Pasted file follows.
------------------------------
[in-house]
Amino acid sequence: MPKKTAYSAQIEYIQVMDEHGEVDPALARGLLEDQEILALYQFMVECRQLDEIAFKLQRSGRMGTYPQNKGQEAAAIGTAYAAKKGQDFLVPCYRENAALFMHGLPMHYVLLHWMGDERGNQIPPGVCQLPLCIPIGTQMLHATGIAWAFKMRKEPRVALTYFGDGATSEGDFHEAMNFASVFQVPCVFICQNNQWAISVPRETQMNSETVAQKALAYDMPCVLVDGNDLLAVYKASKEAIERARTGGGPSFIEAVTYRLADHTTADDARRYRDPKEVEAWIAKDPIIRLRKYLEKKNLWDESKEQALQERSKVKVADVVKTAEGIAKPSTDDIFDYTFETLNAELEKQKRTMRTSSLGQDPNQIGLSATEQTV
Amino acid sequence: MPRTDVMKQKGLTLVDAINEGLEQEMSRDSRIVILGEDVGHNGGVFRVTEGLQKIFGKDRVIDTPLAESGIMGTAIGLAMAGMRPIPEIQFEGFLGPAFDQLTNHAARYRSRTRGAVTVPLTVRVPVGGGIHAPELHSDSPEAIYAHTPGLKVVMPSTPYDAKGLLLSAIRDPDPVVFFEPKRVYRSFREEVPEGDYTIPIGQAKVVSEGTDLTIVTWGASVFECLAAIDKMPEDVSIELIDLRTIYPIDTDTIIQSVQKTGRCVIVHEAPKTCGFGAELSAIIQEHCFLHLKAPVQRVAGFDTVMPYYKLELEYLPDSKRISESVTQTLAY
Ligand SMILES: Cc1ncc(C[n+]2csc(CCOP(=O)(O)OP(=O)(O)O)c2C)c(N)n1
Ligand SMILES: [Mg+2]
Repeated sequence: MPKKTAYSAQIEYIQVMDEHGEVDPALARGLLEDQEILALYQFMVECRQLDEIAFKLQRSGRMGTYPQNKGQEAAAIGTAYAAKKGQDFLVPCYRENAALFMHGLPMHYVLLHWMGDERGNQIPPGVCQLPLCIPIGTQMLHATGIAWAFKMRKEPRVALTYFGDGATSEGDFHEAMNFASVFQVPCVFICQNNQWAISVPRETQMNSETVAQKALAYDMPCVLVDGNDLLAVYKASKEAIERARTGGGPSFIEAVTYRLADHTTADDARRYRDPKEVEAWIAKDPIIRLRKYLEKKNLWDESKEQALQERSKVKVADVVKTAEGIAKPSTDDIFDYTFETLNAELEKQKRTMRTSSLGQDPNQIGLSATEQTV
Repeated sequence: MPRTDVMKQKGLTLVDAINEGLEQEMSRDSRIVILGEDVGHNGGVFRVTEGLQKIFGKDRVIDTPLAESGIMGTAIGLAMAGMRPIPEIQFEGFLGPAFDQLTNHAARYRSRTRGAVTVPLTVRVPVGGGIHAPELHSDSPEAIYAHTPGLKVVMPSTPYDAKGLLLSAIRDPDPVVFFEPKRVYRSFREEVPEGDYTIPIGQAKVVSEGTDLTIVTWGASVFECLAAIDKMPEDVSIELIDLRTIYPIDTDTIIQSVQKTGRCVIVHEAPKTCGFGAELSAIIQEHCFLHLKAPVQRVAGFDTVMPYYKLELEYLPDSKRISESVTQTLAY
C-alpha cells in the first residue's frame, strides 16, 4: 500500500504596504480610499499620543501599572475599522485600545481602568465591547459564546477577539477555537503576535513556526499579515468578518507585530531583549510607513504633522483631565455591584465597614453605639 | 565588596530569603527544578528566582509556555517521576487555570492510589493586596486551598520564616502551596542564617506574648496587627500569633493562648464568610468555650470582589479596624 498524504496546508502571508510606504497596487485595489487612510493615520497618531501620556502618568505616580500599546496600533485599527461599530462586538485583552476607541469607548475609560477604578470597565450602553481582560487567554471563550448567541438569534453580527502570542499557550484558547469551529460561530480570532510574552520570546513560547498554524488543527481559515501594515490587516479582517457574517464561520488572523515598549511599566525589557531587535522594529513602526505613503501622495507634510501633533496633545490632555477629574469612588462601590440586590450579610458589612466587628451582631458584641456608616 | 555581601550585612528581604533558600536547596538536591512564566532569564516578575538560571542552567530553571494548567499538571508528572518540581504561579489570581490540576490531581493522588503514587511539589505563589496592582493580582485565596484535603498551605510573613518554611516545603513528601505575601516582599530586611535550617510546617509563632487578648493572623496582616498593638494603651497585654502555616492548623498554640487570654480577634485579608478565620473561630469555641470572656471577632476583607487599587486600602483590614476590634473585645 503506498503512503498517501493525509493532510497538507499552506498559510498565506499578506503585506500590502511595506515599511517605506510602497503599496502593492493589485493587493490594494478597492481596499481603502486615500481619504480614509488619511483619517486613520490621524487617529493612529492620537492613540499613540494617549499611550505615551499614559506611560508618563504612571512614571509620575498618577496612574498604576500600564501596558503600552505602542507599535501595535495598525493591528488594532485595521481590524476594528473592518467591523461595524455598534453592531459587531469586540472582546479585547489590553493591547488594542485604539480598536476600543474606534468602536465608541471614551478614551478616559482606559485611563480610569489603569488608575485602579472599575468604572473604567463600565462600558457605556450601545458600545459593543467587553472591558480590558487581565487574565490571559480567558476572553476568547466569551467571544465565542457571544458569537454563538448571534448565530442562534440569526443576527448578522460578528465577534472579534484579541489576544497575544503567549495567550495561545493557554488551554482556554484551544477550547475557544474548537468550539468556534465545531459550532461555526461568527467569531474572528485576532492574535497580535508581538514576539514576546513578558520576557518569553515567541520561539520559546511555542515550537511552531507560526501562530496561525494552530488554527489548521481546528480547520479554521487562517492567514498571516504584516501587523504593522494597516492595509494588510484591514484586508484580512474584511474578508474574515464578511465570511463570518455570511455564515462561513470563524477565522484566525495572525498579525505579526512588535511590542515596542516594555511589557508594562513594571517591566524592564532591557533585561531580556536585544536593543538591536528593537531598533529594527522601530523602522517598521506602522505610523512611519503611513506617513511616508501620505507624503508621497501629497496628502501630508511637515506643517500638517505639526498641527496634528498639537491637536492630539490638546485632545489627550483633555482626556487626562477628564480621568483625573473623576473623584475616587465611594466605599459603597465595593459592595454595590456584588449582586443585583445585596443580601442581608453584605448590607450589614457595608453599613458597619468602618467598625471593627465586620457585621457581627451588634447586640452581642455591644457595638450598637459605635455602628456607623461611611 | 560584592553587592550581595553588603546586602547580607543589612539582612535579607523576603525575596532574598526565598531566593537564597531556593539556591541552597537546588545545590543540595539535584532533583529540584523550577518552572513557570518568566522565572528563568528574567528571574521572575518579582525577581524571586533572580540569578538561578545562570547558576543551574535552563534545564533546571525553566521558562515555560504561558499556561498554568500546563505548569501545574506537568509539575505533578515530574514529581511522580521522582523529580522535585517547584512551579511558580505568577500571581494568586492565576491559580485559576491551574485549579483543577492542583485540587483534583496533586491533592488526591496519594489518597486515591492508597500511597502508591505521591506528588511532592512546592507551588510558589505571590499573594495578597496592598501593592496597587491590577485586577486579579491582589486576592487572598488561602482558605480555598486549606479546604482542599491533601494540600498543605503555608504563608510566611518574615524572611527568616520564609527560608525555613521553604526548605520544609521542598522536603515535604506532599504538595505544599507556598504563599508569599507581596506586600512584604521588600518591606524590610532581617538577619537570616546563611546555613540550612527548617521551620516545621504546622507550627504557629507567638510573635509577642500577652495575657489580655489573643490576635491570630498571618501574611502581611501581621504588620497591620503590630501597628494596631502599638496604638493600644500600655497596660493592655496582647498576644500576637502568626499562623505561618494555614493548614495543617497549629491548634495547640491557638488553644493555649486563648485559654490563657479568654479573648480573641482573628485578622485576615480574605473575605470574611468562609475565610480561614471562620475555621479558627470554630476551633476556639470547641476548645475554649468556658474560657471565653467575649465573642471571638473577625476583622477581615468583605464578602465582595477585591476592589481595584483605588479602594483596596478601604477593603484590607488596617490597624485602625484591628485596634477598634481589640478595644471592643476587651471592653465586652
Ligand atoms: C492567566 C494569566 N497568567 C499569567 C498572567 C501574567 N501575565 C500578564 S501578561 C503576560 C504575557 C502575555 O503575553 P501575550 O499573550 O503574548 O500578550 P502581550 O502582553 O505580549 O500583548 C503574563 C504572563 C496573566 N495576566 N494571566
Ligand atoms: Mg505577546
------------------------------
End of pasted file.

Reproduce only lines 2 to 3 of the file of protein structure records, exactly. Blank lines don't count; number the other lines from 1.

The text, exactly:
Amino acid sequence: MPKKTAYSAQIEYIQVMDEHGEVDPALARGLLEDQEILALYQFMVECRQLDEIAFKLQRSGRMGTYPQNKGQEAAAIGTAYAAKKGQDFLVPCYRENAALFMHGLPMHYVLLHWMGDERGNQIPPGVCQLPLCIPIGTQMLHATGIAWAFKMRKEPRVALTYFGDGATSEGDFHEAMNFASVFQVPCVFICQNNQWAISVPRETQMNSETVAQKALAYDMPCVLVDGNDLLAVYKASKEAIERARTGGGPSFIEAVTYRLADHTTADDARRYRDPKEVEAWIAKDPIIRLRKYLEKKNLWDESKEQALQERSKVKVADVVKTAEGIAKPSTDDIFDYTFETLNAELEKQKRTMRTSSLGQDPNQIGLSATEQTV
Amino acid sequence: MPRTDVMKQKGLTLVDAINEGLEQEMSRDSRIVILGEDVGHNGGVFRVTEGLQKIFGKDRVIDTPLAESGIMGTAIGLAMAGMRPIPEIQFEGFLGPAFDQLTNHAARYRSRTRGAVTVPLTVRVPVGGGIHAPELHSDSPEAIYAHTPGLKVVMPSTPYDAKGLLLSAIRDPDPVVFFEPKRVYRSFREEVPEGDYTIPIGQAKVVSEGTDLTIVTWGASVFECLAAIDKMPEDVSIELIDLRTIYPIDTDTIIQSVQKTGRCVIVHEAPKTCGFGAELSAIIQEHCFLHLKAPVQRVAGFDTVMPYYKLELEYLPDSKRISESVTQTLAY